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1 p.m.

The leader of a small Islamic-oriented party says two party members were killed in eastern Turkey.

Temel Karamollaoglu of the Felicity Party tweeted that a polling station volunteer and a party observer were killed in a district of Malatya province.

Turkey's official Anadolu news agency reported Sunday that the deaths followed a brawl between supporters of competing candidates in an election for neighborhood administrators. Anadolu says one person was injured.

Karamollaoglu alleged the party members were attacked by a relative of the candidate from Turkey's ruling Justice and Development Party.

He says the dispute wasn't "simple animosity." He says the volunteers tried to enforce the law requiring ballots to be marked in private voting booths instead of out in the open.

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9:35 a.m.

Voters in Turkey are electing mayors for 30 large cities, and a main battleground for President Recep Tayyip Erdogan's party appears to be in the capital, Ankara.

Opinion polls suggested the candidate of an opposition alliance, Mansur Yavas, could end the longtime rule of Erdogan's Justice and Development Party in Ankara. A former government environment minister, Mehmet Ozhaseki, is running for mayor under the banner of Erdogan and his nationalist allies.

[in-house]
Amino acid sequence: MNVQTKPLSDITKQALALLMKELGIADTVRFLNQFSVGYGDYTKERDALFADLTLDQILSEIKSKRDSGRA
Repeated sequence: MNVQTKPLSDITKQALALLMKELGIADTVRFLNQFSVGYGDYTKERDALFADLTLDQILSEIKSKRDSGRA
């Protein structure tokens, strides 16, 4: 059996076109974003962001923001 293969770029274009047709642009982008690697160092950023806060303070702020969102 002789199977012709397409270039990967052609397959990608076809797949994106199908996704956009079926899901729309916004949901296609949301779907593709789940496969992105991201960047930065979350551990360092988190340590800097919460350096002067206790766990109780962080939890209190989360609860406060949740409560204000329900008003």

Another closely watched mayoral election is in Istanbul. Erdogan began his rise to power as the city's mayor in 1994 and has said at campaign rallies that "whoever wins Istanbul, wins Turkey."

Erdogan named former Prime Minister Binali Yildirim to run against opposition candidate Ekrem Imamoglu in the Istanbul mayor's race. The president spoke at six rallies in Istanbul on Saturday.

Erdogan has campaigned tirelessly for Justice and Development Party candidates and framed the municipal elections taking place across Turkey on Sunday as matters of "national survival."

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7:10 a.m.

Voters in Turkey have begun casting ballots in municipal elections that are seen as a barometer of President Recep Tayyip Erdogan's popularity amid a sharp economic downturn in the nation that straddles Europe and Asia.

More than 57 million voters are eligible to choose mayors, local representatives and neighborhood or village administrators. The elections are being held as Turkey faces an economic recession, rising food prices and high unemployment.

Erdogan's past electoral successes have been based on economic prosperity, but opinion polls suggest this time around his ruling party could lose control of Turkey's large cities, including Ankara, the capital.

Erdogan has campaigned heavily for his party's candidates, declaring Turkey's economic woes "an attack" on the country and framing the elections on Sunday as matter of "national survival."